Biology: monomers and polymers
Tutoring Biology 12, you cover this concept. The tutor approaches it from a simple, practical point of view.
You normally hear about monomers and polymers in organic chemistry. Think of the name polyester: it’s a polymer of esters. The esters, then, are the monomers.
A commonly used analogy is a necklace of beads. The entire necklace, altogether, is the polymer. The beads are the monomers. They don’t have to be the same as each other, but are similar.
So, a polymer is a molecule consisting of many monomers bonded together. The monomers found in a polymer are of the same chemical family, if they’re not the same.
Let’s accept the idea that the biological molecules fall into four basic categories: carbohydrates, lipids (aka fats and oils), proteins, and nucleic acids. Three of these can easily be imagined as polymers, with their monomers shown below:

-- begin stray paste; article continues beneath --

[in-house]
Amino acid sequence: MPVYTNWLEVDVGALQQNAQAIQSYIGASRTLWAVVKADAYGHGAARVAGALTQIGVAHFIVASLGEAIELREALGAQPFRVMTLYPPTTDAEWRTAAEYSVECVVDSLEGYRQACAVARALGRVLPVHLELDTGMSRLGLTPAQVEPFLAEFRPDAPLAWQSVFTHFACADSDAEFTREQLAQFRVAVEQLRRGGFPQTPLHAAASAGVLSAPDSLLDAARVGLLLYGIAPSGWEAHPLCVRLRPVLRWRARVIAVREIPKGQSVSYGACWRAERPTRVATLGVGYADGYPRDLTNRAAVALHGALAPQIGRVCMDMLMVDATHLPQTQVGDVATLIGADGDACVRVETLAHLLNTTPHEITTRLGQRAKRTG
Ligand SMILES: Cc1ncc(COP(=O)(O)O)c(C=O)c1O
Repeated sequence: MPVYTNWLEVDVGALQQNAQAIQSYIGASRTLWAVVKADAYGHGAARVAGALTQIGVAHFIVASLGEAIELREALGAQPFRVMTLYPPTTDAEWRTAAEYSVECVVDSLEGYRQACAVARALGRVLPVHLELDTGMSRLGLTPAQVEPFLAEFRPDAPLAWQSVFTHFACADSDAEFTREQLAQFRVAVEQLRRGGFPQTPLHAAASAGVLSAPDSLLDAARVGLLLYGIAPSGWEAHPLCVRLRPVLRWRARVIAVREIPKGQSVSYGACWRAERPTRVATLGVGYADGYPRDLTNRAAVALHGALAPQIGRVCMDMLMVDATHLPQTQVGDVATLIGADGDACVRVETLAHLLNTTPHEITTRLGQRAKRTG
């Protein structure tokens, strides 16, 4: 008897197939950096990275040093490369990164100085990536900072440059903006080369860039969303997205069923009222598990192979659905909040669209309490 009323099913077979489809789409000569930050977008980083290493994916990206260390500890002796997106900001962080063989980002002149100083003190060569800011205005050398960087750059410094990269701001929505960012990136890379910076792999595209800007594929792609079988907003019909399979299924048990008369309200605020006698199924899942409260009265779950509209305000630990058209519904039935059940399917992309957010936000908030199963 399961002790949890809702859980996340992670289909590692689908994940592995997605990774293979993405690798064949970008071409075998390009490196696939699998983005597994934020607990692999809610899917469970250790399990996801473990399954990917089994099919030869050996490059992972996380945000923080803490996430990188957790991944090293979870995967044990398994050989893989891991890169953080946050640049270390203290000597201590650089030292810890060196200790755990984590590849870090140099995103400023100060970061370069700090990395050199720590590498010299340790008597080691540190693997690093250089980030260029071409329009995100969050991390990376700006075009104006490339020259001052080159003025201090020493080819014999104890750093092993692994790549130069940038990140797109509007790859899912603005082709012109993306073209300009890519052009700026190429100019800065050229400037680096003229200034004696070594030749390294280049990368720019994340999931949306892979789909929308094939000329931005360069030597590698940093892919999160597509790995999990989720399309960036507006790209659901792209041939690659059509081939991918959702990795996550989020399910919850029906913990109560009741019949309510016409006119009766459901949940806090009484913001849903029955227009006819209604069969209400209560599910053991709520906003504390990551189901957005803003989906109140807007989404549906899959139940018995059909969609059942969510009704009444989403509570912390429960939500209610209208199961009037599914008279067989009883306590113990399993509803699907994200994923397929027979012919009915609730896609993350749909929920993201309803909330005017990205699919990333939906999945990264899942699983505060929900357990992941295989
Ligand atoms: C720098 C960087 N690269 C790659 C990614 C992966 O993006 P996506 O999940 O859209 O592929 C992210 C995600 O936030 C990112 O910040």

|carbohydrate (incl. starch, sugar, or glycogen)||simple sugar, aka, monosaccharide; eg, glucose|
|nucleic acid (DNA, RNA)||nucleotide|
So, you might say that “protein is to amino acid as carbohydrate is to monosaccharide.” Or, “DNA is to nucleotide as necklace is to bead.” However you imagine it, familiarity with the concept – as well as the specific cases – is important for biology and organic chemistry students.
While lipids are made from smaller units, the units are not all from the same chemical family. Hence, lipids don’t easily fit the “polymer” idea the way that carbohydrates, proteins, or nucleic acids do. However, I’ll talk more about lipids in a future post.
Good luck to all my students in this weekend’s biology conference:)
Mader, Sylvia S. Inquiry into Life, 11th Ed. New York: McGraw-Hill, 2006.
Jack of Oracle Tutoring by Jack and Diane, Campbell River, BC.